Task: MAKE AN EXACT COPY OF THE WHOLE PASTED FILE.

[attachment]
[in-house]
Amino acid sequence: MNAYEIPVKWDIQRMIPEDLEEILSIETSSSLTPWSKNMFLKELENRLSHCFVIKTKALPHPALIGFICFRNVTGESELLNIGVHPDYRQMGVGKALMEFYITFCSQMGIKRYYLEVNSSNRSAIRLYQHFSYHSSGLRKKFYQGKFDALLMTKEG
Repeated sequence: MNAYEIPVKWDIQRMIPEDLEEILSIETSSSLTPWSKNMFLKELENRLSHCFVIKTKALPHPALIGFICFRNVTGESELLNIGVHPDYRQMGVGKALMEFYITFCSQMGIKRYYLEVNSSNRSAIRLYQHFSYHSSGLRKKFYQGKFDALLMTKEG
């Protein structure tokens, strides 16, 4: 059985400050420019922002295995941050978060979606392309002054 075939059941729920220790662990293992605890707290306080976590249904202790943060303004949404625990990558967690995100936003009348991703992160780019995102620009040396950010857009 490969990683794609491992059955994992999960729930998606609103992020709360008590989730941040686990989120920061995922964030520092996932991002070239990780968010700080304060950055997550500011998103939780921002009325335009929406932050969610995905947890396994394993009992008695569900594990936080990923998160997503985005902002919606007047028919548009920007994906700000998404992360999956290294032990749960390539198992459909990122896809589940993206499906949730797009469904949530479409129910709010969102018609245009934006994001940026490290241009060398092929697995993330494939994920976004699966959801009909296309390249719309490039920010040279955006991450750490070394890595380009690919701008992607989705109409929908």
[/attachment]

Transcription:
[in-house]
Amino acid sequence: MNAYEIPVKWDIQRMIPEDLEEILSIETSSSLTPWSKNMFLKELENRLSHCFVIKTKALPHPALIGFICFRNVTGESELLNIGVHPDYRQMGVGKALMEFYITFCSQMGIKRYYLEVNSSNRSAIRLYQHFSYHSSGLRKKFYQGKFDALLMTKEG
Repeated sequence: MNAYEIPVKWDIQRMIPEDLEEILSIETSSSLTPWSKNMFLKELENRLSHCFVIKTKALPHPALIGFICFRNVTGESELLNIGVHPDYRQMGVGKALMEFYITFCSQMGIKRYYLEVNSSNRSAIRLYQHFSYHSSGLRKKFYQGKFDALLMTKEG
């Protein structure tokens, strides 16, 4: 059985400050420019922002295995941050978060979606392309002054 075939059941729920220790662990293992605890707290306080976590249904202790943060303004949404625990990558967690995100936003009348991703992160780019995102620009040396950010857009 490969990683794609491992059955994992999960729930998606609103992020709360008590989730941040686990989120920061995922964030520092996932991002070239990780968010700080304060950055997550500011998103939780921002009325335009929406932050969610995905947890396994394993009992008695569900594990936080990923998160997503985005902002919606007047028919548009920007994906700000998404992360999956290294032990749960390539198992459909990122896809589940993206499906949730797009469904949530479409129910709010969102018609245009934006994001940026490290241009060398092929697995993330494939994920976004699966959801009909296309390249719309490039920010040279955006991450750490070394890595380009690919701008992607989705109409929908």